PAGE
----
Drawing on this idea I show how it is possible to cultivate wisdom; to build it into institutions and systems, usually through a division of labour; how to embed it into physical objects and into a further evolution of knowledge management and search tools, as well as artificial intelligence. I also address how wisdom can be cultivated in making sense of new fields of science and technology, bringing with them uncertain risks and benefits.

By making the pursuit of wisdom more explicit with claims, predictions and formal processes that allow for shared reflection and learning, along with a constant iteration of questions and answers, I argue that we can improve the quality of thought not only of individuals but also of organisations and whole systems. By removing some of the mystique surrounding wisdom we can do more to promote it.

None of this would matter if the world was replete with wisdom. But it’s not. Wisdom is fragile, elusive and often undervalued. In a world where data and information have become ever more ubiquitous and cheap, wisdom may have become even rarer.

………………….

I am sharing this (quite long) paper in a draft form in the spirit of its contents – to encourage critical comment and feedback.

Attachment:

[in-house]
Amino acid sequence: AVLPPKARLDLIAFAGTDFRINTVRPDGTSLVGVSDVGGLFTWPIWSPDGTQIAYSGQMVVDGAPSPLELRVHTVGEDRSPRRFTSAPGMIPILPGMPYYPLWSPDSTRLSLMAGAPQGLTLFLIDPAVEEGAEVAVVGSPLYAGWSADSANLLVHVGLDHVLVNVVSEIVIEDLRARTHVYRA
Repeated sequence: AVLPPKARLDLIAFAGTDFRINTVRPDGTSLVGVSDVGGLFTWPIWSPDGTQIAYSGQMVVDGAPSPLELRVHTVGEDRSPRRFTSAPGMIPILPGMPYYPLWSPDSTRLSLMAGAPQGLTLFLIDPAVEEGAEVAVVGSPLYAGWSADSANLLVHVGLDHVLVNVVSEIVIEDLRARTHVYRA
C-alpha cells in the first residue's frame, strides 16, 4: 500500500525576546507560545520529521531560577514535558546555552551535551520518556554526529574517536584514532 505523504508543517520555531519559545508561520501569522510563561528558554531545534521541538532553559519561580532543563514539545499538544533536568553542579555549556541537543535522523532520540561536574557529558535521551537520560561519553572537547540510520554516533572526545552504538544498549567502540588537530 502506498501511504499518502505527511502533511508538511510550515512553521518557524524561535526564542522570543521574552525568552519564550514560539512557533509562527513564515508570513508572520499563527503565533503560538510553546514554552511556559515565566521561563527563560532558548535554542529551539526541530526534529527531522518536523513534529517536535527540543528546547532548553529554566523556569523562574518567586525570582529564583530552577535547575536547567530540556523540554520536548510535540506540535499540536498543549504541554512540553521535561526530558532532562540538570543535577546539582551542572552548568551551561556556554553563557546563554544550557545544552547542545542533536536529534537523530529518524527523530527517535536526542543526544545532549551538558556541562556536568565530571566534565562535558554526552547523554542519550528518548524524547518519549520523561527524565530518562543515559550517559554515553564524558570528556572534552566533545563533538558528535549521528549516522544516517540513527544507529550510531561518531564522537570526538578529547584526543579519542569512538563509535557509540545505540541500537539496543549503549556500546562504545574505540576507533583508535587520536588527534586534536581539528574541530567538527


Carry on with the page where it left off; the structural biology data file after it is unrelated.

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A loop theory of wisdom – how do we respond to foolish times?

Why Complexity should be Embraced for Transparency – Phoensight – Medium

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Why Complexity should be Embraced for Transparency – Phoensight – Medium

Why Complexity should be Embraced for Transparency

Audrey Lobo-Pulo

Audrey Lobo-PuloFollowingJun 25 · 6 min read

Photo by mana5280 on Unsplash

Every policymaker’s manual has some fine print on‘complexity’ — and if you’re lucky, you might find a chapter or two about it. There’s an unspoken reluctance to open the Pandora’s box on complexity to the wider public. Why? There may be a multitude of reasons on the checklist, but you’ll find ‘explainability’ featuring strongly in there somewhere — like a prickly cactus no one wants to touch.

The nature of complexity means that it’s difficult to end up at a pre-determined outcome by following a prescribed path — assuming that outcome even solves the problem you’re working with. Yet, in a world where countries aspire to provide more transparency in government complexity is often side-stepped or hidden behind a series of political slogans, announcements, action plans or reduced to tables, charts, dashboards and fancy infographics — or worse, cited as a reason for a lack of transparency!

Now, don’t get me wrong — there have been many successful action plans, and visual representations have been invaluable in helping people better understand and explore information. But if we take a step back to the issues of concern, there are many questions that need to be asked at the outset — “How have the issues been framed?”, “How do we determine what information is relevant?” and “How does the way we scope a problem affect the solution?” amongst others.

And this is where the ‘taming’ of the complexity is actually taking place…

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Why Complexity should be Embraced for Transparency – Phoensight – Medium